In 622, Muhammad and his followers went to Yathrib to settle a civil war, which was later called Medina. Muhammad was there for six years and gathered a number of followers that became the foundation of his army. There was a large Jewish community in Yathrib when Muhammad arrived, and Muhammad was amicable to them. Later, the Jews and Muhammad’s followers had several conflicts and the Yathrib Jews either left or were killed by the Muslims. This is one of the first recorded conflicts between the Muslims and Jews.

The leaders of Mecca did not like Muhammad’s success, and the Muslims began attacking unarmed caravans that were going to and from Mecca. There were three major battles between the two sides, and Muhammad commanded the Muslims during the battles. One of the best known battles is the Battle of Badr, where Muhammad’s army attacked and looted Mecca’s largest caravan of the year. For a man with little to no military training, he was apparently an inspirational leader. The two sides later signed a truce, but the agreement was broken within  a year, and the two sides fought again.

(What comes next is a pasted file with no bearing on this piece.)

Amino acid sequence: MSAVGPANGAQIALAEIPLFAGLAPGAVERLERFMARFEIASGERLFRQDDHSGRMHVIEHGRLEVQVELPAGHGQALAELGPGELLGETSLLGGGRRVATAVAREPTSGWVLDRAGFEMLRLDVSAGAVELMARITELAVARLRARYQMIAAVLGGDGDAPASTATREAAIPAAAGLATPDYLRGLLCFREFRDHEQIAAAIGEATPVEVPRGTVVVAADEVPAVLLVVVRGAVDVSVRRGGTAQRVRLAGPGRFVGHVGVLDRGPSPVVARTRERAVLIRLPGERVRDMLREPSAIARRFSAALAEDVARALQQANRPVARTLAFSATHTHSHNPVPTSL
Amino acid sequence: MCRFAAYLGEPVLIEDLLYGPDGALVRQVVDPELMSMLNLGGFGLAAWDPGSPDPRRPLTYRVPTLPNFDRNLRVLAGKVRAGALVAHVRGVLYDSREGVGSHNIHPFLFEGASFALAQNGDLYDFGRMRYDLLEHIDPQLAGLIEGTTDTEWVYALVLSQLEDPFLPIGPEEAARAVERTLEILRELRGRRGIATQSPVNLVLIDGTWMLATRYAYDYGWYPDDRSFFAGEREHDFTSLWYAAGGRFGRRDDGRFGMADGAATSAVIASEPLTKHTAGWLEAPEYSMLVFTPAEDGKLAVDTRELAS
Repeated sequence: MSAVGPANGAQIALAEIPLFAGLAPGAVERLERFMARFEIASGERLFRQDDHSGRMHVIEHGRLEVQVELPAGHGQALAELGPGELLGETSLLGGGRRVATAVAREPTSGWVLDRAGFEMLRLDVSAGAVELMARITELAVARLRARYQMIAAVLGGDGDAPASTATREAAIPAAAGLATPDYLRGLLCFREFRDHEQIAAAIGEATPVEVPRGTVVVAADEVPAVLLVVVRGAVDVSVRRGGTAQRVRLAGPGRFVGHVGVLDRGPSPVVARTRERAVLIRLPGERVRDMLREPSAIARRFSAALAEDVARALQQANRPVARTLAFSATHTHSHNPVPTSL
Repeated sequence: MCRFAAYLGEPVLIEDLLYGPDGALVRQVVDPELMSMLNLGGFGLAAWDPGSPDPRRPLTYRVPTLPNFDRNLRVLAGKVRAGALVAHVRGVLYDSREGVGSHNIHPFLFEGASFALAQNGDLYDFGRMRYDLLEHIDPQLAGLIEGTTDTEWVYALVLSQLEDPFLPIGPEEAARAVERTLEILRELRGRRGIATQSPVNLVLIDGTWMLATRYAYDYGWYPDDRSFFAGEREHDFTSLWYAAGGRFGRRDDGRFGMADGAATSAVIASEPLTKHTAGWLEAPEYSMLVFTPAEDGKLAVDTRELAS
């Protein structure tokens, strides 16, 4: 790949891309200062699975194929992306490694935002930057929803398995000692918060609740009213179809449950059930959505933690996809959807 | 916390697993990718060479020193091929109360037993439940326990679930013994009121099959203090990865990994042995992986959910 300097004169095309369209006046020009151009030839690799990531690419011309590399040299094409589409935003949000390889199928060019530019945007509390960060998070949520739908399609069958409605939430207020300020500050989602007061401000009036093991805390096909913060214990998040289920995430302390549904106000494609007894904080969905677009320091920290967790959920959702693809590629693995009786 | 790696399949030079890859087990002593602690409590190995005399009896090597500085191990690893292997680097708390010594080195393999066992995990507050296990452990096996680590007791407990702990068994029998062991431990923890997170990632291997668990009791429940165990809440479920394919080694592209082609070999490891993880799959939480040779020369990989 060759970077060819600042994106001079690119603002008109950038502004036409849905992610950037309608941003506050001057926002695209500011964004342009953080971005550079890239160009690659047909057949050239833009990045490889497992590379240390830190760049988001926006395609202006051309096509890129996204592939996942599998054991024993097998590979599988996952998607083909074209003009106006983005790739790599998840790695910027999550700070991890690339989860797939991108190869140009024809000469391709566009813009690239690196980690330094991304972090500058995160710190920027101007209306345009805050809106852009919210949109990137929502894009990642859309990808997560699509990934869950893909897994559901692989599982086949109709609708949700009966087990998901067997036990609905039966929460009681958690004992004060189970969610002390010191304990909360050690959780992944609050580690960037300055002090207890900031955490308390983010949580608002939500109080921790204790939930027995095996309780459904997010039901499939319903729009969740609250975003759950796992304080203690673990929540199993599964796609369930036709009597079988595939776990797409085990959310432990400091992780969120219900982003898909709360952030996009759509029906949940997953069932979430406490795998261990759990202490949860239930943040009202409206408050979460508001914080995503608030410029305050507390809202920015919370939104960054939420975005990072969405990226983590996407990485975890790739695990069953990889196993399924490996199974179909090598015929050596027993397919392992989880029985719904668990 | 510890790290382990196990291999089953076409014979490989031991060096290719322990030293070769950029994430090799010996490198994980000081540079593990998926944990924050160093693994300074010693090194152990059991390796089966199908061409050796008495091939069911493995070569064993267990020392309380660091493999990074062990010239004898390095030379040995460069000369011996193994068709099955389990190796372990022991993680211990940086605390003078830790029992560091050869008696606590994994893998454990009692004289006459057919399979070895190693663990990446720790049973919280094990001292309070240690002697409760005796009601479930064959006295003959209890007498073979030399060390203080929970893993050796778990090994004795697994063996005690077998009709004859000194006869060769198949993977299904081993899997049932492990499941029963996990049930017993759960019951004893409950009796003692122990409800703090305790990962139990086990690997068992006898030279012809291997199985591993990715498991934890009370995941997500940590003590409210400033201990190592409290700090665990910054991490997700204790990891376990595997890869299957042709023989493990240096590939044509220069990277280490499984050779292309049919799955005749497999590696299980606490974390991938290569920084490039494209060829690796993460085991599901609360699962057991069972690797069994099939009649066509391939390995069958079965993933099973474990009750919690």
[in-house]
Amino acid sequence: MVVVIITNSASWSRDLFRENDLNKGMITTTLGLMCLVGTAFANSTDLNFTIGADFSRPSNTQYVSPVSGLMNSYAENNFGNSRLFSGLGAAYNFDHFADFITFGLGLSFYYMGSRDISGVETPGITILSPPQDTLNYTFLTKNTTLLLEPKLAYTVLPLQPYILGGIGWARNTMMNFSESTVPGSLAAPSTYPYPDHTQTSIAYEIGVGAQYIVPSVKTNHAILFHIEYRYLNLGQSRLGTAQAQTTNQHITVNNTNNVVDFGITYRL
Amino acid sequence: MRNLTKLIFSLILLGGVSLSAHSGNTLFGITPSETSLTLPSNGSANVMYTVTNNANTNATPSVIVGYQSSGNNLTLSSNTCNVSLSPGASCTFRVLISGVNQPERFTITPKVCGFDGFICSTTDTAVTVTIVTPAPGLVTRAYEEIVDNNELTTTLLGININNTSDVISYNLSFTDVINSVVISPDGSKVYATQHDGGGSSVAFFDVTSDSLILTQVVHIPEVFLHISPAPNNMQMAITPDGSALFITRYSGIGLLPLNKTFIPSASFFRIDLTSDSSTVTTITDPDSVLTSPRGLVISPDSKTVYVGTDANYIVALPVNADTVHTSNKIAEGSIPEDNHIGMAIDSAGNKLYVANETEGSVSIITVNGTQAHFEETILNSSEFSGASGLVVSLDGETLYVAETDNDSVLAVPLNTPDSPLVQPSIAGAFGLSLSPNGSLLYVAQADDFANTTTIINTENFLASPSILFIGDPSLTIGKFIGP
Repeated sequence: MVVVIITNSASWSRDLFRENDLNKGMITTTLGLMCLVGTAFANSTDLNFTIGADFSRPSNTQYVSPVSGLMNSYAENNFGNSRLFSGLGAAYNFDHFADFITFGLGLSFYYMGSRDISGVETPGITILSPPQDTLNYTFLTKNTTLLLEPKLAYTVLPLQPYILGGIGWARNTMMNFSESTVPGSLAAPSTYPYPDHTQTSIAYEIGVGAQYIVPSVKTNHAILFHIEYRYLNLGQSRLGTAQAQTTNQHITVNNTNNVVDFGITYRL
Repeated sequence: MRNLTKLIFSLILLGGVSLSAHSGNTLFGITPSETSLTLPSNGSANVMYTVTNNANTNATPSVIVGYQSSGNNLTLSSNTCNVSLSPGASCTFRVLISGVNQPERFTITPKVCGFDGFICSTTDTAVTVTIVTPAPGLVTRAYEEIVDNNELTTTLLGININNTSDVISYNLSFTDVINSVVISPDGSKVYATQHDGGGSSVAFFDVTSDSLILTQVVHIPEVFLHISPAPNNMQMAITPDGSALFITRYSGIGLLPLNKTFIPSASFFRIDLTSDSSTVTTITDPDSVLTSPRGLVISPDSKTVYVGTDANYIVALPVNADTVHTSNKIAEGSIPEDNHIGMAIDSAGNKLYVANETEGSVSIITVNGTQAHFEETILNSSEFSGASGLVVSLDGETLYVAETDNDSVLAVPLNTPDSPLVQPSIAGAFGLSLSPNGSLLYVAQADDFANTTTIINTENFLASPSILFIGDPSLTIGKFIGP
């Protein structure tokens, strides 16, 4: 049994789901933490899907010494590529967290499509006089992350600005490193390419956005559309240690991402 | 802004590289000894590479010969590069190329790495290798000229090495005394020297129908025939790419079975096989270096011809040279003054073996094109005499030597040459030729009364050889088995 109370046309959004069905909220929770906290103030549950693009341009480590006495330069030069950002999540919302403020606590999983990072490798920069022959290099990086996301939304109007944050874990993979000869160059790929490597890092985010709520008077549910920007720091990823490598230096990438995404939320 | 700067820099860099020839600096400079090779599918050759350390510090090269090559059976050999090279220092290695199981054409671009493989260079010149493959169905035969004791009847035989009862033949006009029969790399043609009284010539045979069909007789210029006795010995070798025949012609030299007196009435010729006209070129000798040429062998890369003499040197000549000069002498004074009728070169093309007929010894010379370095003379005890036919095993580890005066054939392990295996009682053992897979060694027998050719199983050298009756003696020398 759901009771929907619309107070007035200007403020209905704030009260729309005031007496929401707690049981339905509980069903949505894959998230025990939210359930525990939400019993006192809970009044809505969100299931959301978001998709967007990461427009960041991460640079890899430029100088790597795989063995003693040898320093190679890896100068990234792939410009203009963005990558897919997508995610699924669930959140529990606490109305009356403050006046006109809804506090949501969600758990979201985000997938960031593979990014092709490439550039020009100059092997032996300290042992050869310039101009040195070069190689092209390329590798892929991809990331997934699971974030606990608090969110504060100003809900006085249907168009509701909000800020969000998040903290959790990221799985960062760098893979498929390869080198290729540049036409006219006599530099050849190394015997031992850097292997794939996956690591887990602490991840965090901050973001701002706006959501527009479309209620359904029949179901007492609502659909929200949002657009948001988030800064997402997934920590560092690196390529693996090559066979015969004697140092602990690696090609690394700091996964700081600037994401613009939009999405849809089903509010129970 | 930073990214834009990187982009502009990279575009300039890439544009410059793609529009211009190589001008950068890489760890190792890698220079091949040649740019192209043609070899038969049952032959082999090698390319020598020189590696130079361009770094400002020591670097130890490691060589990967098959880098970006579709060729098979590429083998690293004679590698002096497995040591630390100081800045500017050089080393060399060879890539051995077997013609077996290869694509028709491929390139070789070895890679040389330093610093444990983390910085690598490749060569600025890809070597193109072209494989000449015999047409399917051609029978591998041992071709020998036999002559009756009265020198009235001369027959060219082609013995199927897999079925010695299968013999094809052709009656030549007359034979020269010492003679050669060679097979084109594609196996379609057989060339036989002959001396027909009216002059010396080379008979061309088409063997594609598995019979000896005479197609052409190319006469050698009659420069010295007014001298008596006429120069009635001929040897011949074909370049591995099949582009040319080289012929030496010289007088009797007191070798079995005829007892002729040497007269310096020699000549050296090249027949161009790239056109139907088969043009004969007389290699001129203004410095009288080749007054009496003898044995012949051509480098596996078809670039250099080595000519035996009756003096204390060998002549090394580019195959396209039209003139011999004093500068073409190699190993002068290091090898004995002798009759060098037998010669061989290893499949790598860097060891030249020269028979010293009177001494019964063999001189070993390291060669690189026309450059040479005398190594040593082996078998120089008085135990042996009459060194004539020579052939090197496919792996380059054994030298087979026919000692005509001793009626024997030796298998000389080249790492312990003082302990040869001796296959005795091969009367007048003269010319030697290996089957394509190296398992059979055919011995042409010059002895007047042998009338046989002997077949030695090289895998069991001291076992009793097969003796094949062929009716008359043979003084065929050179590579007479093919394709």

Map of Muslim Conquests

Muhammad had many tribes join him and his cause against the city of Mecca. The two towns clashed several times, and eventually Muhammad was able to enter Mecca without a battle, since the Meccan’s were heavily outnumbered. When Muhammad’s army entered Mecca, they went to the kaaba and destroyed the idols of the other religions. As it is written in the Qu’ran: “Slay them wherever you find them…Idolatry is worse than carnage…Fight against them until idolatry is no more and God’s religion reigns supreme.” (Surah 2:190-). After the conquest of Mecca, Muhammad used the city as his base and eventually conquered the rest of the Arabian peninsula. Muhammad was the commanding general of the Muslim forces until his death in the year 632.